Across the globe, a unique, modern strain of the Kafkaesque is at play, infecting new layers of reality. Part of the absurdity of contemporary politics is how easily these instances of the Kafkaesque can be corroborated—and that for much of the public, at least, it doesn’t really matter. Take for example our experience with surveillance capitalism. For Kafka, surveillance was uncertain—an anxious dialectic of paranoia and denial. Today, we blithely kowtow to its ubiquity, so that paranoia itself can seem a naive response to the exigencies of late capitalism. We don’t question whether or not we’re being surveilled, but only the gradations of surveillance we’re being subjected to—that is, whether the camera on our laptop is recording us now or later; whether the microphone on our phone is recording us at this moment or the next.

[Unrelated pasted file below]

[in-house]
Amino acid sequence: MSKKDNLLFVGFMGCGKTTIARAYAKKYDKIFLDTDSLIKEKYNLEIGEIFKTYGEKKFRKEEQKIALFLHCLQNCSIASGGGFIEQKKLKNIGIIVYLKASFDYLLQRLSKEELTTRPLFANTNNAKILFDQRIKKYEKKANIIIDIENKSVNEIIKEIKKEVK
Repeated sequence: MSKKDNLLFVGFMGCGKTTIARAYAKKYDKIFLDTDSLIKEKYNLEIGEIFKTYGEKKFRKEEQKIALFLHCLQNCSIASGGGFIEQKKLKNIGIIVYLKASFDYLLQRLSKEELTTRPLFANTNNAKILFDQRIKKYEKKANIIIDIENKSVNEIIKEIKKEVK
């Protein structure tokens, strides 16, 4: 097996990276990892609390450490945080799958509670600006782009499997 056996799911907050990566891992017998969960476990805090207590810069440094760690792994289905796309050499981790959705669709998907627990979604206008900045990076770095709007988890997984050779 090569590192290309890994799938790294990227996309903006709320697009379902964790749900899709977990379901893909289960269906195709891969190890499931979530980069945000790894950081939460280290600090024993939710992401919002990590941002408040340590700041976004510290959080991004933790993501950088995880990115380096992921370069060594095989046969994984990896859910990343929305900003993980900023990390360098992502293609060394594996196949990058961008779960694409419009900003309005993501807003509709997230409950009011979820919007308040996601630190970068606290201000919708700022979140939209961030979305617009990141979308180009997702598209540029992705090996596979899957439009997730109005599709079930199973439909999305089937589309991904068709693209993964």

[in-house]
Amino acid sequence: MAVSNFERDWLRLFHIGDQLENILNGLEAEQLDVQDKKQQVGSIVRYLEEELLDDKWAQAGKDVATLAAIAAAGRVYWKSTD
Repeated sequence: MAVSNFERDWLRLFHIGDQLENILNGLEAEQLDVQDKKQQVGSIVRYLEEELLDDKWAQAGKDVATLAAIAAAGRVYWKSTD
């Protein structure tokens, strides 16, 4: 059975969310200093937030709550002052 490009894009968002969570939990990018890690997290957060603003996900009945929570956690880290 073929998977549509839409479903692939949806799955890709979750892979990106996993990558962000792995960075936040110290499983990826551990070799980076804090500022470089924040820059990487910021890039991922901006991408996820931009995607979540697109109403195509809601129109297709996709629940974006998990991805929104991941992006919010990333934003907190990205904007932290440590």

The outsourcing of authoritarian mechanisms to private entities fits neatly into Kafka’s universe, where a nebulous alliance exists between the hidden hydra of the state and the various minor clerks, landlords, and businessmen that oppress his characters, as though the absurdities of economic oppression were privileged in some fundamental way—as though profiteering itself partook of the same rarefied psychology that engenders Kafka’s plots.